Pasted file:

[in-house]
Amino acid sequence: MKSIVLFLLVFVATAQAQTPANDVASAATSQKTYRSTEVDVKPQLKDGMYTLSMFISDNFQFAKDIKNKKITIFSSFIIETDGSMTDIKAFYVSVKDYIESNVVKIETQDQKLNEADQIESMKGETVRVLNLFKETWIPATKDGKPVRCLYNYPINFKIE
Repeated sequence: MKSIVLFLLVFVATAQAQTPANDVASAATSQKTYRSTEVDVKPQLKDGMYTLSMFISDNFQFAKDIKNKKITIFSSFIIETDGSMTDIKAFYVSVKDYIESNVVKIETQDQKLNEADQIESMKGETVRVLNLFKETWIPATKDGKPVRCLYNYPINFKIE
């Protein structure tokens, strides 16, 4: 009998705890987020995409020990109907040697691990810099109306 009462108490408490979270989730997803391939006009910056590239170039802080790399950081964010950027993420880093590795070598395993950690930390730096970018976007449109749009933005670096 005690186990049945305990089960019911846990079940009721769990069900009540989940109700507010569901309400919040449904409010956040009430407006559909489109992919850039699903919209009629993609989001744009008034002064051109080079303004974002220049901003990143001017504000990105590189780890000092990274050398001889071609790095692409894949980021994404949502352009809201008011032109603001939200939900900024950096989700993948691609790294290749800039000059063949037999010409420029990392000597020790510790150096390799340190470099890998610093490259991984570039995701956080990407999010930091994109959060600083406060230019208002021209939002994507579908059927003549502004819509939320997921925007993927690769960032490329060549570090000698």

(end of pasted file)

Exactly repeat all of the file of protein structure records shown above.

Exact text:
[in-house]
Amino acid sequence: MKSIVLFLLVFVATAQAQTPANDVASAATSQKTYRSTEVDVKPQLKDGMYTLSMFISDNFQFAKDIKNKKITIFSSFIIETDGSMTDIKAFYVSVKDYIESNVVKIETQDQKLNEADQIESMKGETVRVLNLFKETWIPATKDGKPVRCLYNYPINFKIE
Repeated sequence: MKSIVLFLLVFVATAQAQTPANDVASAATSQKTYRSTEVDVKPQLKDGMYTLSMFISDNFQFAKDIKNKKITIFSSFIIETDGSMTDIKAFYVSVKDYIESNVVKIETQDQKLNEADQIESMKGETVRVLNLFKETWIPATKDGKPVRCLYNYPINFKIE
């Protein structure tokens, strides 16, 4: 009998705890987020995409020990109907040697691990810099109306 009462108490408490979270989730997803391939006009910056590239170039802080790399950081964010950027993420880093590795070598395993950690930390730096970018976007449109749009933005670096 005690186990049945305990089960019911846990079940009721769990069900009540989940109700507010569901309400919040449904409010956040009430407006559909489109992919850039699903919209009629993609989001744009008034002064051109080079303004974002220049901003990143001017504000990105590189780890000092990274050398001889071609790095692409894949980021994404949502352009809201008011032109603001939200939900900024950096989700993948691609790294290749800039000059063949037999010409420029990392000597020790510790150096390799340190470099890998610093490259991984570039995701956080990407999010930091994109959060600083406060230019208002021209939002994507579908059927003549502004819509939320997921925007993927690769960032490329060549570090000698």